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The Mysterious Fermi Gap

Published: 08-18-2010
Source: JILA Scientific Communications

Energy gap (right side of fi gure). Credit: J. Gaebler

In 2008, the Deborah Jin Group introduced a new technique, known as atom photoemission spectroscopy, to study a strongly interacting ultracold gas cloud of potassium (40K) atoms at the crossover point between Bose-Einstein condensation and superfl uidity via the pairing of fermionic atoms (See JILA Light & Matter, Summer 2008). Near the crossover point, the physics of superfl uidity in an atom gas system may be connected to that of high-temperature superconductivity.

In the 2008 experiment, the researchers discovered an energy gap in their superfl uid gas. The atom gas was fi lled with atom pairs that were dancing in sync even though they didn’t actually form molecules. The energy gap corresponded to the minimum energy required to break apart the pairs back into single atoms.

Here’s a good way to think about the energy gap: If you put a tiny amount of energy into an ideal Fermi gas, you can excite a fermionic atom and make it move faster. If the system has an energy gap, however, then amounts of energy smaller than the gap cannot excite one of the atoms. You need energy equal to or larger than the gap to excite atoms. The gap exists because you have to put in enough energy to break apart a pair of fermions before you can excite either one of them.

That’s why finding and measuring the gap was so exciting back in 2008. This experiment was conducted at a temperature, known as Tc, which is the point at which a superfl uid forms. The observation of a gap fi t with conventional theory. This theory predicted that pairs of Fermi atoms would act in synchrony below Tc, creating an energy gap. The same theory predicted that above Tc, no atom pairs would form, and thus no energy gap would exist. Similar relationships were predicted to hold true for superconductivity in solid materials.

Interestingly, the prediction that the gap must disappear above Tc held true for all superconducting materials except high-temperature superconductors. In high-temperature superconductors, researchers do see a gap in the region above Tc. This anomaly recently piqued the curiosity of the Jin group and their theorist colleagues from Italy’s Universitá di Camerino. They began to wonder what would happen to the gap in an ultracold atom gas at temperatures above Tc. After all, conventional theory predicts that pairing disappears along with the gap.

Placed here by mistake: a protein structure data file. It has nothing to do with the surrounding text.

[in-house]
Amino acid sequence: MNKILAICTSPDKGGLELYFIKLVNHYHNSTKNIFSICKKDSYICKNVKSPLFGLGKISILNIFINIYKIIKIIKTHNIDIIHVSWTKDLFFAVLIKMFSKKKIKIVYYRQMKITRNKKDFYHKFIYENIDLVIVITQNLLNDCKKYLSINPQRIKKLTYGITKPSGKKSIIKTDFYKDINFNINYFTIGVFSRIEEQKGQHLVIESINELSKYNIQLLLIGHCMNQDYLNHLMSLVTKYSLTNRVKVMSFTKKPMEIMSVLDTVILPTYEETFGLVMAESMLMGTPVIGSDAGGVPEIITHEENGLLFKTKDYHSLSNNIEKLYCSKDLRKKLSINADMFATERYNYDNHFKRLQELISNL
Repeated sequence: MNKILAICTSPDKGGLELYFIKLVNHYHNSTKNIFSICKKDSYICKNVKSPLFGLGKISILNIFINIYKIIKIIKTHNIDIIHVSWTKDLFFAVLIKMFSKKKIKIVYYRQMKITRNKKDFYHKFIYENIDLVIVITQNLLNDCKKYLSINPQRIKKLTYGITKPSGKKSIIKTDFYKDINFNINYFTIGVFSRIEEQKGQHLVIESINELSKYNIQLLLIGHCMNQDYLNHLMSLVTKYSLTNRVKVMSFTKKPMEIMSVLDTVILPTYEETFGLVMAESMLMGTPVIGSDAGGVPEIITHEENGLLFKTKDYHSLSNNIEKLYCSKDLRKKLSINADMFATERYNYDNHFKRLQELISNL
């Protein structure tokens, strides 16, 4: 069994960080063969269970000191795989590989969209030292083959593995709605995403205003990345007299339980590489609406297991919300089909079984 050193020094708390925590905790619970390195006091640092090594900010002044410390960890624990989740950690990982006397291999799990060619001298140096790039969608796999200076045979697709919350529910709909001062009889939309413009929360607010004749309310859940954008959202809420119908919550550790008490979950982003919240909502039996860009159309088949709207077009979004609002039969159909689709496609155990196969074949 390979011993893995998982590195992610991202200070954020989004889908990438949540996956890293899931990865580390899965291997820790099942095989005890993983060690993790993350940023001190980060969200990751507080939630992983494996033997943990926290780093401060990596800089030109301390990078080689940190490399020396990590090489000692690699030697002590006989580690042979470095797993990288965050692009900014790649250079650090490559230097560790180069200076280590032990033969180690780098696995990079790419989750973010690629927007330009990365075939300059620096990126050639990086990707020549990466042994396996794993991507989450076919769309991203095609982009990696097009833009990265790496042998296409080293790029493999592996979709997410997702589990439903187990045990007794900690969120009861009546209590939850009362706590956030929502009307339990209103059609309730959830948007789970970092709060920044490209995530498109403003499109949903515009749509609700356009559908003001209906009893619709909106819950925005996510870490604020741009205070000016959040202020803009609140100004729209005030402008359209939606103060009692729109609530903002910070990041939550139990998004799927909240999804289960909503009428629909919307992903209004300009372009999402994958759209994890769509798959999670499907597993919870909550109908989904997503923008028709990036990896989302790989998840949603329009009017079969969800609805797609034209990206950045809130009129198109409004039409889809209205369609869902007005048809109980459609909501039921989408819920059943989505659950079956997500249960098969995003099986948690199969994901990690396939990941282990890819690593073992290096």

So, the Jin group team, led by graduate student John Gaebler, repeated its photoemission spectroscopy experiment with a gas of 40K atoms above Tc and, sure enough, they observed a gap! Gaebler was assisted in this unexpected discovery by former graduate student Jayson Stewart and graduate student Tara Drake.

“We think our observation means that there are still pairs of atoms hanging together at the higher temperature, despite the fact there is no longer a superfl uid,” Gaebler said. He added that if he’s correct, then what he and his colleagues observed is a very exotic state of matter. To further complicate the picture, other things you can measure in cold-atom gases turn out to be consistent with conventional theory. The Jin group’s theorist colleagues in Italy are hard at work fi guring out exactly what is going on here.

The new results raise the question of what is similar about high-temperature superconductors and strongly interacting superfl uid Fermi gases. For starters, the new results from the Jin group clearly demonstrate the existence of an energy gap in strongly interacting Fermi gases both below and above Tc; the same is true of high-temperature superconductors.

So, Gaebler is back at work refi ning his measurements, evaluating other techniques for exploring the gap, and understanding the effects of laser trapping on his results. Ultimately, he wants to not only observe, but also understand the transition from pairing to nonpairing in an ultacold gas of 40K atoms. This understanding will increase our knowledge of how such behavior relates to what happens in high-temperature superconductivity.   - Julie Phillips

 

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